associate abstract events with a statement block ("probe handler") that
       is  to  be executed when any of those events occur.  The general syntax
       is as follows:
              probe PROBEPOINT [, PROBEPOINT] { [STMT ...] }

       Events are specified in a special syntax called "probe points".   There
       are  several  varieties  of probe points defined by the translator, and
       tapset scripts may define further ones using aliases.  These are listed
       in the stapprobes(5) manual pages.

       The probe handler is interpreted relative to the context of each event.
       For events associated  with  kernel  code,  this  context  may  include
       variables  defined  in  the  source  code  at that spot.  These "target
       variables" are presented to the script as  variables  whose  names  are
       prefixed  with "$".  They may be accessed only if the kernel’s compiler
       preserved them despite optimization.  This is the same constraint  that
       a  debugger  user  faces  when working with optimized code.  Some other
       events have very little context.

       New probe points may be defined using "aliases".  Probe  point  aliases
       look similar to probe definitions, but instead of activating a probe at
       the given point, it just defines a new probe point name as an alias  to
       an  existing one. There are two types of alias, i.e. the prologue style
       and  the  epilogue  style  which  are  identified  by  "="   and   "+="

       For  prologue  style  alias,  the statement block that follows an alias
       definition is implicitly added as a prologue to any probe  that  refers
       to  the  alias. While for the epilogue style alias, the statement block
       that follows an alias definition is implicitly added as an epilogue  to
       any probe that refers to the alias. For example:

              probe = kernel.function("sys_read") {
                fildes = $fd
       defines   a   new   probe   point,   which   expands  to
       kernel.function("sys_read"), with the given statement  as  a  prologue.
              probe += kernel.function("sys_read") {
                fildes = $fd
       defines a new probe point with the given statement as an epilogue.

       Another probe definition may use the alias like this:
              probe {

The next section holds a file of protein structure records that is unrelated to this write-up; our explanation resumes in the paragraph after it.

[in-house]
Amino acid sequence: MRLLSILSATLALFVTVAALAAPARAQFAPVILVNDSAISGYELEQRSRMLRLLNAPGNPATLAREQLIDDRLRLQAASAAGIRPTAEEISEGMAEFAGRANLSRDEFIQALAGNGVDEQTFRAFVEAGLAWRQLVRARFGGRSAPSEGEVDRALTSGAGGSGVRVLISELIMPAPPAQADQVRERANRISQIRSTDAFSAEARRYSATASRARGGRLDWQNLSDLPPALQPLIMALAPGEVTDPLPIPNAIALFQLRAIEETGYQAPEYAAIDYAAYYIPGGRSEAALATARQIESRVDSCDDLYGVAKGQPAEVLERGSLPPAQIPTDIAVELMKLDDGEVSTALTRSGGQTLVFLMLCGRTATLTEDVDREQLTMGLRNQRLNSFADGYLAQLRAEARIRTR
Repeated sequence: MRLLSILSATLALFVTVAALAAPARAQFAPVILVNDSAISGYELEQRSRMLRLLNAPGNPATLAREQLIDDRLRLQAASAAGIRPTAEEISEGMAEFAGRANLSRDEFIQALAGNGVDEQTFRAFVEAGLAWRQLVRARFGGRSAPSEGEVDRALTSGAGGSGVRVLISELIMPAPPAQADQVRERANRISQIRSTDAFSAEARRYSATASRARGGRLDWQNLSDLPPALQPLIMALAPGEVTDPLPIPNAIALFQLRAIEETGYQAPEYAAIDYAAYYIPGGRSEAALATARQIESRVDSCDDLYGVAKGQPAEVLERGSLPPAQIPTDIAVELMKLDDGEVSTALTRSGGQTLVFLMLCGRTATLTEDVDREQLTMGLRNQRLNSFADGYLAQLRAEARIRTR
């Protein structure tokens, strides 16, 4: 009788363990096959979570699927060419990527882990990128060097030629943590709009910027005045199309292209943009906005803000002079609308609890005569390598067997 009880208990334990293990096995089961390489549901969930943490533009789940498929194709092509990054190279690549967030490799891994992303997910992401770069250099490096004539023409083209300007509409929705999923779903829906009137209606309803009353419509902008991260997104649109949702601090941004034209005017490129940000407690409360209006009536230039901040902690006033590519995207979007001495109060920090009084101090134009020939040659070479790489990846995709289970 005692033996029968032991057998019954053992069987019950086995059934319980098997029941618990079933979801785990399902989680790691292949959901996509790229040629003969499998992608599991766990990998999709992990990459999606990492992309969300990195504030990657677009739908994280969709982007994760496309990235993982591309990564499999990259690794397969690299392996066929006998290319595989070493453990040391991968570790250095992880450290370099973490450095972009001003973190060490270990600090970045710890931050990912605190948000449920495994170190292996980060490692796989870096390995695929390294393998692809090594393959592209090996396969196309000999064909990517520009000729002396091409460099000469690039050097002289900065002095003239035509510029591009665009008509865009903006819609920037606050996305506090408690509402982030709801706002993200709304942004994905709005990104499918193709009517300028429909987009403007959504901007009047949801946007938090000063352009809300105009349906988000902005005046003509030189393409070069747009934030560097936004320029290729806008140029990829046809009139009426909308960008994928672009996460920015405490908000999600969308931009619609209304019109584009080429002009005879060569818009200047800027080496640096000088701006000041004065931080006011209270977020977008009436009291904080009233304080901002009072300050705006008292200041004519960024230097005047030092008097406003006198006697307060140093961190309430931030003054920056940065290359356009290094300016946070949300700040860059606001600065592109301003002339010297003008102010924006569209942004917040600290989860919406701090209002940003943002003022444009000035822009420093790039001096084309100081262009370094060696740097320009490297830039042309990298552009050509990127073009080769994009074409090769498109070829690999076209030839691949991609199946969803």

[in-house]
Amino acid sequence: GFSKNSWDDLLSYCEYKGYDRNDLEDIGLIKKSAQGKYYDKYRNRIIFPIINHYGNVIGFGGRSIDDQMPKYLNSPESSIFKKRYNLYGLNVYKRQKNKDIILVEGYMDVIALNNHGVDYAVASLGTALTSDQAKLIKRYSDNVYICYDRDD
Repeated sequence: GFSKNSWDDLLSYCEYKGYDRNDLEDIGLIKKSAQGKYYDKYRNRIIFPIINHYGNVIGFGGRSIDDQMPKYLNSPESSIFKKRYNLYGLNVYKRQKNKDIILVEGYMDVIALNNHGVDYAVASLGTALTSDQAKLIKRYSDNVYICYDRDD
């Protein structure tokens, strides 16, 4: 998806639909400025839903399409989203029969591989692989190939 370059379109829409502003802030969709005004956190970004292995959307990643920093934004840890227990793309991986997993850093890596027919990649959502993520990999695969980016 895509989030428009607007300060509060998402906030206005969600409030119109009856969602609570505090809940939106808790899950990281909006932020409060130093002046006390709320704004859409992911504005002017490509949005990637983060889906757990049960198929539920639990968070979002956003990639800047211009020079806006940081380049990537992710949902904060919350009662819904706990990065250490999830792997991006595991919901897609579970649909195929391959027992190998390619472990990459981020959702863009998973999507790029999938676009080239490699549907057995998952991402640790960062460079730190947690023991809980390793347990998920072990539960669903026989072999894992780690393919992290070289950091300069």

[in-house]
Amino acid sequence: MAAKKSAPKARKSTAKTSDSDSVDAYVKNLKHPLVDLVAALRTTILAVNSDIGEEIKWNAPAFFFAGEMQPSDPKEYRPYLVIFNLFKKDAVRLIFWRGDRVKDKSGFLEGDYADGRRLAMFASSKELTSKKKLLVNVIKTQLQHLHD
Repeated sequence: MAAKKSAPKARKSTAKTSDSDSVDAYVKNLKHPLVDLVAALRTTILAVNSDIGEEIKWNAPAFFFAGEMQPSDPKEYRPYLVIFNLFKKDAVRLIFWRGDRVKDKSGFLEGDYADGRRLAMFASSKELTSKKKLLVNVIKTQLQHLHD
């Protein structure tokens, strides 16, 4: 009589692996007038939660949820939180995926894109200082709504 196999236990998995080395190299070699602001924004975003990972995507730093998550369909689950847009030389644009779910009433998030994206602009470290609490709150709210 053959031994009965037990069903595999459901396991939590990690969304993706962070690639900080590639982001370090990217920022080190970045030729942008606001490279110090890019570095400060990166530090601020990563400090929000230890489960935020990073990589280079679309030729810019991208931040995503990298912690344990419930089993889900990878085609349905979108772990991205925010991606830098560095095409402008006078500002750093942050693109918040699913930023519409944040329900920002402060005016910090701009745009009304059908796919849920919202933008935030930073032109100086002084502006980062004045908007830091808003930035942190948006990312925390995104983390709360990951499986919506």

printf("reading fd=%d0, fildes)

       Systemtap  scripts  may  define  subroutines to factor out common work.
       Functions take any number of scalar (integer or string) arguments,  and
       must  return  a single scalar (integer or string).  An example function
       declaration looks like this:
              function thisfn (arg1, arg2) {
                 return arg1 + arg2
       Note the general  absence  of  type  declarations,  which  are  instead
       inferred by the translator.  However, if desired, a function definition
       may include explicit type declarations for its return value and/or  its
       arguments.   This  is  especially helpful for embedded-C functions.  In
       the following example, the type inference engine need only  infer  type
       type of arg2 (a string).
              function thatfn:string (arg1:long, arg2) {
                 return sprint(arg1) . arg2
       Functions  may  call  others  or  themselves recursively, up to a fixed
       nesting limit.  This limit is defined by a macro in  the  translated  C
       code and is in the neighbourhood of 10.

       There  are  a  set  of function names that are specially treated by the
       translator.  They format values for printing to the standard  systemtap
       output  stream  in  a more convenient way.  The sprint* variants return
       the formatted string instead of printing it.

       print, sprint
              Print one or more values  of  any  type,  concatenated  directly

       println, sprintln
              Print values like print and sprint, but also append a newline.

       printd, sprintd
              Take  a string delimiter and two or more values of any type, and
              print the values with the delimiter interposed.   The  delimiter
              must be a literal string constant.

       printdln, sprintdln
              Print  values with a delimiter like printd and sprintd, but also
              append a newline.

       printf, sprintf
              Take a formatting string and a number of values of corresponding
              types,  and print them all.  The format must be a literal string

       The printf formatting directives similar to those  of  C,  except  that
       they are fully type-checked by the translator.
                   x = sprintf("take %d steps forward, %d steps back\n", 3, 2)
                   printf("take %d steps forward, %d steps back\n", 3+1, 2*2)